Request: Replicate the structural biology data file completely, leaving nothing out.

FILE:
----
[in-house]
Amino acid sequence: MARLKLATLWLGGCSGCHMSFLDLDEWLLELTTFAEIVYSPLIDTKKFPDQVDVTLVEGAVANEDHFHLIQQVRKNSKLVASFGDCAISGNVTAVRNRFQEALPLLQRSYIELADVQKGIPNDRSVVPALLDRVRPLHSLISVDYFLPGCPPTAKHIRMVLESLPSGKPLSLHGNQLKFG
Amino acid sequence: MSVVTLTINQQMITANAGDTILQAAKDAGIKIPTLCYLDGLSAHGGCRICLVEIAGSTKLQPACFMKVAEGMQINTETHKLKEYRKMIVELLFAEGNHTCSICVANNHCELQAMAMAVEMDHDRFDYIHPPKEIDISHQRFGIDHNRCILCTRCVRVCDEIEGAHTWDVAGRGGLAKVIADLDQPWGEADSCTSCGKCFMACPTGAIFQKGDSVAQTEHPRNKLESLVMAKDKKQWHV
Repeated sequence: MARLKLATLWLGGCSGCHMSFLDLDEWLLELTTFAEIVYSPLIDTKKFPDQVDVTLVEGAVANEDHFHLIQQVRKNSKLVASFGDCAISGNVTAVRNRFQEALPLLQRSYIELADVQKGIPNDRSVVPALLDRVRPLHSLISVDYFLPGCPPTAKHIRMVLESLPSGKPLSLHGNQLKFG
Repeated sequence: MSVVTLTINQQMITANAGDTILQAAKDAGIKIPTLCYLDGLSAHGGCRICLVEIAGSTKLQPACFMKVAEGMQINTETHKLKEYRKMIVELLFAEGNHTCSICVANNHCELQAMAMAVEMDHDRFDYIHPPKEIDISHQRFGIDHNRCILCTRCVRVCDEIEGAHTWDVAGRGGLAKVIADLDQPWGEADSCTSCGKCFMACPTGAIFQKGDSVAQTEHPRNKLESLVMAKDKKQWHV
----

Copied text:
[in-house]
Amino acid sequence: MARLKLATLWLGGCSGCHMSFLDLDEWLLELTTFAEIVYSPLIDTKKFPDQVDVTLVEGAVANEDHFHLIQQVRKNSKLVASFGDCAISGNVTAVRNRFQEALPLLQRSYIELADVQKGIPNDRSVVPALLDRVRPLHSLISVDYFLPGCPPTAKHIRMVLESLPSGKPLSLHGNQLKFG
Amino acid sequence: MSVVTLTINQQMITANAGDTILQAAKDAGIKIPTLCYLDGLSAHGGCRICLVEIAGSTKLQPACFMKVAEGMQINTETHKLKEYRKMIVELLFAEGNHTCSICVANNHCELQAMAMAVEMDHDRFDYIHPPKEIDISHQRFGIDHNRCILCTRCVRVCDEIEGAHTWDVAGRGGLAKVIADLDQPWGEADSCTSCGKCFMACPTGAIFQKGDSVAQTEHPRNKLESLVMAKDKKQWHV
Repeated sequence: MARLKLATLWLGGCSGCHMSFLDLDEWLLELTTFAEIVYSPLIDTKKFPDQVDVTLVEGAVANEDHFHLIQQVRKNSKLVASFGDCAISGNVTAVRNRFQEALPLLQRSYIELADVQKGIPNDRSVVPALLDRVRPLHSLISVDYFLPGCPPTAKHIRMVLESLPSGKPLSLHGNQLKFG
Repeated sequence: MSVVTLTINQQMITANAGDTILQAAKDAGIKIPTLCYLDGLSAHGGCRICLVEIAGSTKLQPACFMKVAEGMQINTETHKLKEYRKMIVELLFAEGNHTCSICVANNHCELQAMAMAVEMDHDRFDYIHPPKEIDISHQRFGIDHNRCILCTRCVRVCDEIEGAHTWDVAGRGGLAKVIADLDQPWGEADSCTSCGKCFMACPTGAIFQKGDSVAQTEHPRNKLESLVMAKDKKQWHV